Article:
The best preschool teachers know there’s a huge difference between choice time and, say, free play and planned instruction. Reason: “Kids derive big benefits from self-directed creative play—when they can choose not only what kind of play to engage in (blocks, water, housekeeping), but how to engage with the materials their teachers provide,” says Renée Dinnerstein, who has recently published the book Choice Time.
Help your child tap into her own creativity. Check out these tips to learn what to do—and not do—at home.
1. Don’t: Instruct how to interact with the materials at hand
Because: A child’s goal is likely different from yours.
Instead, do: Model a new technique (how to get lots of color on a watercolor brush) and then leave him to it.
2. Don’t: Take over when your child is working on a project
Because: She’ll gain more confidence if she fully owns her work.
Instead, do: Save the join-in instinct for a project you can take on together, like cooking.
3. Don’t: Draw or create something first for your child to copy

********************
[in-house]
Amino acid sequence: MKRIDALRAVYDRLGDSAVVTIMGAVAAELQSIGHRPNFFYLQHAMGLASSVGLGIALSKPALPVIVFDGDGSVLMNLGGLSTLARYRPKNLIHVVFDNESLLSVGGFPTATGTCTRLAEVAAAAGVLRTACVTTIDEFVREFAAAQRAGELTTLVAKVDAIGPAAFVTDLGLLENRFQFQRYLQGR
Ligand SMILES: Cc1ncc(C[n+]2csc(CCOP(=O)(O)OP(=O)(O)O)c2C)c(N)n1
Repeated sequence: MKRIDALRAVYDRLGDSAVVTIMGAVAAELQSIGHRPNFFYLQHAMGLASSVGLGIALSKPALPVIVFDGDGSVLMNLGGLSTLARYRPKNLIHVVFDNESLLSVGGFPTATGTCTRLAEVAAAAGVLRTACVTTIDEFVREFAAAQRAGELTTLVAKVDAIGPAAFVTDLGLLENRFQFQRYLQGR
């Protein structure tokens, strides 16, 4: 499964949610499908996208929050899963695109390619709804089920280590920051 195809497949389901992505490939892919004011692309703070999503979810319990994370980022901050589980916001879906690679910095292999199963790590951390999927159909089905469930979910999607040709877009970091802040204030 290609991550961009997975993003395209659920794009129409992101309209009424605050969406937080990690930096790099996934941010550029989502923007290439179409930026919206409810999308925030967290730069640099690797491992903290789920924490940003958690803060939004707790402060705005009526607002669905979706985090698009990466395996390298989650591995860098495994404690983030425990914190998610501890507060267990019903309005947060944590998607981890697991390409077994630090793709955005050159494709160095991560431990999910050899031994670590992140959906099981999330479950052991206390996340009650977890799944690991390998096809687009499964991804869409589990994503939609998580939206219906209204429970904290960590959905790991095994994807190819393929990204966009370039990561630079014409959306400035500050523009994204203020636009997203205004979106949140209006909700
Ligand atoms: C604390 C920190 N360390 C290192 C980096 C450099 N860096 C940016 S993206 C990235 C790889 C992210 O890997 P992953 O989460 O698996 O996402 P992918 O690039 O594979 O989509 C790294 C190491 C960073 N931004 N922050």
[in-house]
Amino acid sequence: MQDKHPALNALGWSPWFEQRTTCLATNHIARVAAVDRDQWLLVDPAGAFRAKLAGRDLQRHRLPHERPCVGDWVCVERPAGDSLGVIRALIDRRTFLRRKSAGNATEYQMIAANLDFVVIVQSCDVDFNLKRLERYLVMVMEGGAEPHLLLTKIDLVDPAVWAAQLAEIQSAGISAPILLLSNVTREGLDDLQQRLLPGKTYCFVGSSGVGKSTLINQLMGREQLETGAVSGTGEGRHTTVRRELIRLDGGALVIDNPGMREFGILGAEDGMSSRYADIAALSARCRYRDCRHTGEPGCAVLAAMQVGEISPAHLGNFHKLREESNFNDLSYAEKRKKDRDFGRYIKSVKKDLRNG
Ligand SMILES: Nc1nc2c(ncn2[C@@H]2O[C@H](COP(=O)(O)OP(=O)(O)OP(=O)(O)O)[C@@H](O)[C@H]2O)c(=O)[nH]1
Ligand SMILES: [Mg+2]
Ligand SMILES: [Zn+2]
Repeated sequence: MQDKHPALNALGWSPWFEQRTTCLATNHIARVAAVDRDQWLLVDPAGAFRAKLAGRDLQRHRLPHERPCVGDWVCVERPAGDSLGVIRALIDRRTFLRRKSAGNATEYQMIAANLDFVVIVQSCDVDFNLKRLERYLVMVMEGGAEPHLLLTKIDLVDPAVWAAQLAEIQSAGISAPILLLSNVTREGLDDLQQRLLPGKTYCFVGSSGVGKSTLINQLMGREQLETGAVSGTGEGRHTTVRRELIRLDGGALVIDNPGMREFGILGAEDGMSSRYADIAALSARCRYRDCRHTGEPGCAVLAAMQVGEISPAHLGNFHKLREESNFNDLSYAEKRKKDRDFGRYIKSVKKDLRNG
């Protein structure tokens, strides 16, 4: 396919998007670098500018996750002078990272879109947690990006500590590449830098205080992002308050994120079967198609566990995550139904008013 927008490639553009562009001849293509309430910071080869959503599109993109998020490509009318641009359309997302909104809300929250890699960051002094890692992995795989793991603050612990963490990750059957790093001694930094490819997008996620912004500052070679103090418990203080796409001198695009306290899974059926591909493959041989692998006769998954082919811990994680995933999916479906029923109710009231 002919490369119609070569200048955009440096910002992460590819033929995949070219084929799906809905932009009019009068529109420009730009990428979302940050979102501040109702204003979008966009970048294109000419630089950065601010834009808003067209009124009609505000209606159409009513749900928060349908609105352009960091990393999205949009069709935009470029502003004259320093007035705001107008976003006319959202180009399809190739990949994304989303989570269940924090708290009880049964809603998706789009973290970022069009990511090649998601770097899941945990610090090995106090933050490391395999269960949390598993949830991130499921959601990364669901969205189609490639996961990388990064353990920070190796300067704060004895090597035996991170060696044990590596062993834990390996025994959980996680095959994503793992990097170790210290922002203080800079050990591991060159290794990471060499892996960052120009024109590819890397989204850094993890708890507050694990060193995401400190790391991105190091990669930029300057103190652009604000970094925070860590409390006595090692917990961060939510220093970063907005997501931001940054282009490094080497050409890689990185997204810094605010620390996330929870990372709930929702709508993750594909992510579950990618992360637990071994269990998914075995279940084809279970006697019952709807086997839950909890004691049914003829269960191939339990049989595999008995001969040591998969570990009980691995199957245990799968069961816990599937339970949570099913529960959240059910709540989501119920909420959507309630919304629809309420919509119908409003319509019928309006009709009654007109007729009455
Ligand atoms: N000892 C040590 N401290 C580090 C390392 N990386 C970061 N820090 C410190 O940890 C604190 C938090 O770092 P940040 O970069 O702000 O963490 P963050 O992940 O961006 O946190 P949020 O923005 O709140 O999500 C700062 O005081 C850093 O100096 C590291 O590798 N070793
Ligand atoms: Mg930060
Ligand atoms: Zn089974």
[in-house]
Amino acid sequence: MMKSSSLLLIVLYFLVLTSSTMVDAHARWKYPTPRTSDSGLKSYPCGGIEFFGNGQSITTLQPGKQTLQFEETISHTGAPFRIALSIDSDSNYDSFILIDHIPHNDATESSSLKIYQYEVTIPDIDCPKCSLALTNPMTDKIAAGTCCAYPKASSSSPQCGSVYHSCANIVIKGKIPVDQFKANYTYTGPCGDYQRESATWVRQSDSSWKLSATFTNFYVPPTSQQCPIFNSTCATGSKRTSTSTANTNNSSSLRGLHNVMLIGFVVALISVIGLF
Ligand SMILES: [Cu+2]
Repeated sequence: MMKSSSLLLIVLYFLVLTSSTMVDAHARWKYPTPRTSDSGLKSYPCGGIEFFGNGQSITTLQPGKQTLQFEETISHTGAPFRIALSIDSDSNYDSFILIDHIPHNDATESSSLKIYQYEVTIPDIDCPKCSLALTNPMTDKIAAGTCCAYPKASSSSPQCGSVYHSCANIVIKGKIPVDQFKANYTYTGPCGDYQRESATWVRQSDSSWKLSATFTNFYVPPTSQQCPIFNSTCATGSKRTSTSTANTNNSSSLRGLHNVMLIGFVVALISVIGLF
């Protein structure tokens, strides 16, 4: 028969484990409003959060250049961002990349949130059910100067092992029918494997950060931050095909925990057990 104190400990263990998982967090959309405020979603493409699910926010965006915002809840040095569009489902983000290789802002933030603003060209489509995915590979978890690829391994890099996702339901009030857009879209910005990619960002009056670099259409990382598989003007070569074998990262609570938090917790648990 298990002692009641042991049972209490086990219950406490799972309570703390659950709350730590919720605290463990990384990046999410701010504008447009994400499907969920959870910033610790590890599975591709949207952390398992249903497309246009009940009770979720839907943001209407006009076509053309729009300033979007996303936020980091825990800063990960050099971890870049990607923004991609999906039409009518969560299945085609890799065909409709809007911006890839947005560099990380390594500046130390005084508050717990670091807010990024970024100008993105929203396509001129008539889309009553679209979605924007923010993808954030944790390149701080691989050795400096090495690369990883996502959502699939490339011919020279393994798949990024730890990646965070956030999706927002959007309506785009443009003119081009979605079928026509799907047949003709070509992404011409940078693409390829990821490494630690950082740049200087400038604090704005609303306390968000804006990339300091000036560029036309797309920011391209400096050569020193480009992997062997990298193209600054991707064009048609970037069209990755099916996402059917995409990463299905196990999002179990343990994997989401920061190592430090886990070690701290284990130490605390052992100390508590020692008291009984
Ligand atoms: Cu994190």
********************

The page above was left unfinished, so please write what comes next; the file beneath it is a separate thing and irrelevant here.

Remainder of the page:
Because: Creativity is a process, not an event.
Instead, do: Praise ingenuity. Together, look at books for inspiration.
4. Don’t: Name his project
Because: It may look like a drum to you, but if that’s not what your child intended, he’ll feel as though he’s failed.
Instead, do: Ask him to tell you about his creation, or say, “Interesting! I wonder what you’ll do next.”
5. Don’t: Coach
Because: Self-directed play is about exploration, not following the rules.
Instead, do: Provide time in your child’s life for this kind of play even if, ironically, you have to schedule it.
6. Don’t: Have expectations about her play
Because: There doesn’t have to be any end goal for learning to take place.
Instead, do: Give her time, space, and materials.
7. Don’t: Constantly praise
Because: “Excellent,” “Good job,” and “It’s beautiful” imply the project was done to please.
Instead, do: Recognize positive attributes and ask questions about the work.
8. Don’t: Give answers
Because: Modeling curiosity will serve him better.
Instead, do: Suggest alternative strategies and stay close so you can help if frustration mounts.